At a press conference on July 18, delegation member Javier Rodríguez, one of the initiators of the May 1st boycott in Los Angeles that brought out 1 million people, said:
“I’m here because this is my country. I was born here and, although as a child I emigrated to the U.S., I was old enough to have formed my nationality. It is also a principle of international solidarity to give support to people fighting injustice. ...
“When we have a candidate, a Mexican leader, who speaks for justice for the majority and for the poor and whose landmark theme is ‘The poor will be first,’ the Mexican bourgeoisie, the ruling class in alliance with international capital, will not want to give up their privileges and the continued savage exploitation of the Mexican people, whose numbers living in poverty have reached an estimated 70 million.”
In this regard, the movement for justice in Mexico, in anticipation of further attacks by the ruling class, is forming a national committee to resist if the votes are not recounted on a vote-for-vote basis. The committee is being coordinated by the PRD. The marches and rallies will also continue.
With an understanding that the mobilization of working and poor people is primary in this democratic struggle, López Obrador at Sunday’s event announced another rally and march for July 30.
The Federal Electoral Tribunal, the highest electoral court in Mexico, has until September 6 to announce how it intends to respond to the fraud.
The U.S. corporate media has expressed the alarm the U.S. ruling class feels over López Obrador’s growing movement. “There are growing fears among conservative commentators that López Obrador’s mass rallies and claims of voter fraud will lead to violence,” wrote the Washington Post July 17.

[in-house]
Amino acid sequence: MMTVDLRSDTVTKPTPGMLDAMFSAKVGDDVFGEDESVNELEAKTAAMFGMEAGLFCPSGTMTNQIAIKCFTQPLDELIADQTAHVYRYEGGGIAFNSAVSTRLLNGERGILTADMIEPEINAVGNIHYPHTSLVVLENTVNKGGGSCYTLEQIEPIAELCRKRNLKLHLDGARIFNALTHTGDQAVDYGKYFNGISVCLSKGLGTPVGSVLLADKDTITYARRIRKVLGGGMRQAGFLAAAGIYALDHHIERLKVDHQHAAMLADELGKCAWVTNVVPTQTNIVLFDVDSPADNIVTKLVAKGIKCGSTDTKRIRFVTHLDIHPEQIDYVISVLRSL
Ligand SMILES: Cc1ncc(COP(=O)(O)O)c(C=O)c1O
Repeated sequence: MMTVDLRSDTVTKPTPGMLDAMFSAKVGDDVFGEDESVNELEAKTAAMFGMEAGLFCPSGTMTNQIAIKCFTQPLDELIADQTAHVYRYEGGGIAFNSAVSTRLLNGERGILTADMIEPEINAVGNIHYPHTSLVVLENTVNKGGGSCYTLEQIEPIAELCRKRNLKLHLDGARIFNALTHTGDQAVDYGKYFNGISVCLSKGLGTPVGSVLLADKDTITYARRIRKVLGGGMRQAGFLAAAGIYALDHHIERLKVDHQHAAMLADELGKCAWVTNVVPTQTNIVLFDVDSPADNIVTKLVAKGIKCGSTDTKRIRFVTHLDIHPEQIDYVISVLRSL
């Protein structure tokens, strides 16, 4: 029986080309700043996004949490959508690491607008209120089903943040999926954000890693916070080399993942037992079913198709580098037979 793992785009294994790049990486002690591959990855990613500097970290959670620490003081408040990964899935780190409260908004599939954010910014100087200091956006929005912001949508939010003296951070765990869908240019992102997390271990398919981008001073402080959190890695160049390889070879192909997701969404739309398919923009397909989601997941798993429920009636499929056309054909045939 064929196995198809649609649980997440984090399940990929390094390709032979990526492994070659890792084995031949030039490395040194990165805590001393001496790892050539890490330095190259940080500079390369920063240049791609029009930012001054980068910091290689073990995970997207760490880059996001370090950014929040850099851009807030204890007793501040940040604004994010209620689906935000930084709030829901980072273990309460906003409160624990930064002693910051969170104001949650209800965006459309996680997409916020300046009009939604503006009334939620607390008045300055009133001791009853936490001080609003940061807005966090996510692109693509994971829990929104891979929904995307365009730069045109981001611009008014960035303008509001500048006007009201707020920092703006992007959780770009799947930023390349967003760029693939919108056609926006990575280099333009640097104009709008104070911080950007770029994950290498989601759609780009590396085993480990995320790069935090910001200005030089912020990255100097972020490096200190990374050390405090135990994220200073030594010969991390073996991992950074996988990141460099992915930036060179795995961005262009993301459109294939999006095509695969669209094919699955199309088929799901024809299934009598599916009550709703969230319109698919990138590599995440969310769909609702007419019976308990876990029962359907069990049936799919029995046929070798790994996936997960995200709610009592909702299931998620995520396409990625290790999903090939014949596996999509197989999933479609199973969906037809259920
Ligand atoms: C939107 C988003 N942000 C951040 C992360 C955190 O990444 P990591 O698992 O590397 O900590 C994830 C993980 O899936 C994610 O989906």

The reality, however, is that the Mexican masses have carried out many forms of protest over the decades. Fewer and fewer alternatives to struggle remain in a country where imperialism does not even allow the basic democratic right to a fair election.
It remains to be seen how far this current phase in the struggle for change in Mexico will go. Should the electoral court rule in September or even earlier that Calderón won the election, will the movement subside or continue? Will a general strike be called shutting the country down? This would take the call for “a day without a Mexican” to a new level.
The countless U.S. corporations that operate and dominate in Mexico today would be dealt a tremendous blow if that happened.
The Washington Post also wrote that, “Juana Jiménez Torre, 63, who said she walked more than 80 miles over six days to attend the rally, thrust her arms in the air as López Obrador spoke. The mother of 11 said she makes less than $4 a day in the bean fields outside her hometown of San Pablo Citaltepec, southeast of Mexico City. “We can’t take this,” she said before the rally began. “We have to fight.”
Teresa Gutierrez, national co-director of the International Action Center told Workers World that the IAC “will launch a major campaign to demand that the people’s will be respected in Mexico and that the U.S. should get out of Mexico.” She invited readers to visit www.iacenter.org for more information.